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-I think that they're worth £15 to £20 apiece.

-Yeah.

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So I'd put an auction estimate on them

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-of probably £30 to £50.

-OK.

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-Now, what did you pay for them?

-I paid £10 each.

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You paid £20 for the pair?

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Here's the deal, right? If they go and sell, sell well,

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-you've proved that you've got a really good eye.

-I have, yeah.

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And if they don't sell, it's back to the drawing board for you, isn't it?

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It is, yeah.

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We'll have to wait for the auction to see if Amy recoups her money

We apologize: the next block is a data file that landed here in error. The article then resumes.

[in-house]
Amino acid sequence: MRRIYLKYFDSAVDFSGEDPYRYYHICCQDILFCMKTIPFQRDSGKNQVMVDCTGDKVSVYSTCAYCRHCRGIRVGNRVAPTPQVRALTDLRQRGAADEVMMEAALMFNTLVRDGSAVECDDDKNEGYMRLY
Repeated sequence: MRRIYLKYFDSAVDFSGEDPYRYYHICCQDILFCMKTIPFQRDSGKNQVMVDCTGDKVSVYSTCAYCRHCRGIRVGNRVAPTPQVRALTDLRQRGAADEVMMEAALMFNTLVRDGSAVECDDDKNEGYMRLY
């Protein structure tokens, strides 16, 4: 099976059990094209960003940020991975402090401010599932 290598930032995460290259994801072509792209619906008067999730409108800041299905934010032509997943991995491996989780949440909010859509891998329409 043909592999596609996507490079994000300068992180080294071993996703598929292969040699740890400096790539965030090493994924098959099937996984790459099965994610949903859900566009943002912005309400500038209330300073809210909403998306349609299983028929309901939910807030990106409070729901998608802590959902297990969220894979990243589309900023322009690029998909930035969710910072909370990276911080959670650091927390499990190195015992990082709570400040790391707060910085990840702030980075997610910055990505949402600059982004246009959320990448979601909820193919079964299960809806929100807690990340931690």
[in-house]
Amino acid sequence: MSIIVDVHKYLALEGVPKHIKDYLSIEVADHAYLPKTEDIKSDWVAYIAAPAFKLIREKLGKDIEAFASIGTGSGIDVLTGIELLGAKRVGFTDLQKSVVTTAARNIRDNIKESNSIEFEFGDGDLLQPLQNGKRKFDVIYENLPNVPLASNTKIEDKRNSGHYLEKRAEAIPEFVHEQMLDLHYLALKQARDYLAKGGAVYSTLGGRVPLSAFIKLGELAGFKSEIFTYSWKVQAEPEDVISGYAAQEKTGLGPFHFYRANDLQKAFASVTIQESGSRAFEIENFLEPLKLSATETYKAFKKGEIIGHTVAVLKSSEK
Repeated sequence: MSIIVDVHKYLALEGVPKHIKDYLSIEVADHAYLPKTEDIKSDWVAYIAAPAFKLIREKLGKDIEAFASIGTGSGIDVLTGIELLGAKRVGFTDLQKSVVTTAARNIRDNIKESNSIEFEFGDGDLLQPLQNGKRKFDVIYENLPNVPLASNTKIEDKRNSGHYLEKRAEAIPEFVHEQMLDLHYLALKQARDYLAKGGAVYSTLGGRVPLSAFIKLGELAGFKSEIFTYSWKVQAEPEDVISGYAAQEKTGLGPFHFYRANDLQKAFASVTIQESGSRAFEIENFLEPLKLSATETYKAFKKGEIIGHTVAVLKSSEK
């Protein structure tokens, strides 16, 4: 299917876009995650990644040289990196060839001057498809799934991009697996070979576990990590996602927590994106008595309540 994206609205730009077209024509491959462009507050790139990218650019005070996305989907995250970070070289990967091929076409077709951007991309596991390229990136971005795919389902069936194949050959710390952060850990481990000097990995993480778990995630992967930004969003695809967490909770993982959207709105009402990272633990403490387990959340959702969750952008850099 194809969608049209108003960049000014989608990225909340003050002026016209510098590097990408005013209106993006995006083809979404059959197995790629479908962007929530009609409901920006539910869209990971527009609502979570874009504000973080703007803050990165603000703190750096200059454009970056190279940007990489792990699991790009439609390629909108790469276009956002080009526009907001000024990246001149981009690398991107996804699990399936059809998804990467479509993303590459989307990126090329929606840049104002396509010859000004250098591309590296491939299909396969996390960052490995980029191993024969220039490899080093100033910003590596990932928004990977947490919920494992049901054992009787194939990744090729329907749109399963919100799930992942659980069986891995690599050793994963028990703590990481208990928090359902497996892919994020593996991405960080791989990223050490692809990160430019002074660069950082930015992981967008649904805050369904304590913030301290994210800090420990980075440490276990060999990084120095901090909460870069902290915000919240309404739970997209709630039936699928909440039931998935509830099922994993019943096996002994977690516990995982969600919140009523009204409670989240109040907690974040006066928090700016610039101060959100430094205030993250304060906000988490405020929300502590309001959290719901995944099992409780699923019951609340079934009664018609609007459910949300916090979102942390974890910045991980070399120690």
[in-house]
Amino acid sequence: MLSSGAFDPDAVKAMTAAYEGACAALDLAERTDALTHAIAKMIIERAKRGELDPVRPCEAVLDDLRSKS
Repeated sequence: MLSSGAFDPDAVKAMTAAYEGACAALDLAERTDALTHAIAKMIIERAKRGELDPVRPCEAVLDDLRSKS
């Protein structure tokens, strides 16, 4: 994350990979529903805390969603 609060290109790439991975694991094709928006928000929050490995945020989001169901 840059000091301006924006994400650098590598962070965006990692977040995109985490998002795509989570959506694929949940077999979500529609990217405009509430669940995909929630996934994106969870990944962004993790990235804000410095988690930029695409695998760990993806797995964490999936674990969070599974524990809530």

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on her purchases.

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My choice next, which is rather surreal.

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Patch... I can call you Patch, can't I?

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-You can.

-It's a rather unusual name. How did you come by it?

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-A mixture of...

-A long story, is it?

-Far too long to tell here.

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-But it's a name you've given yourself?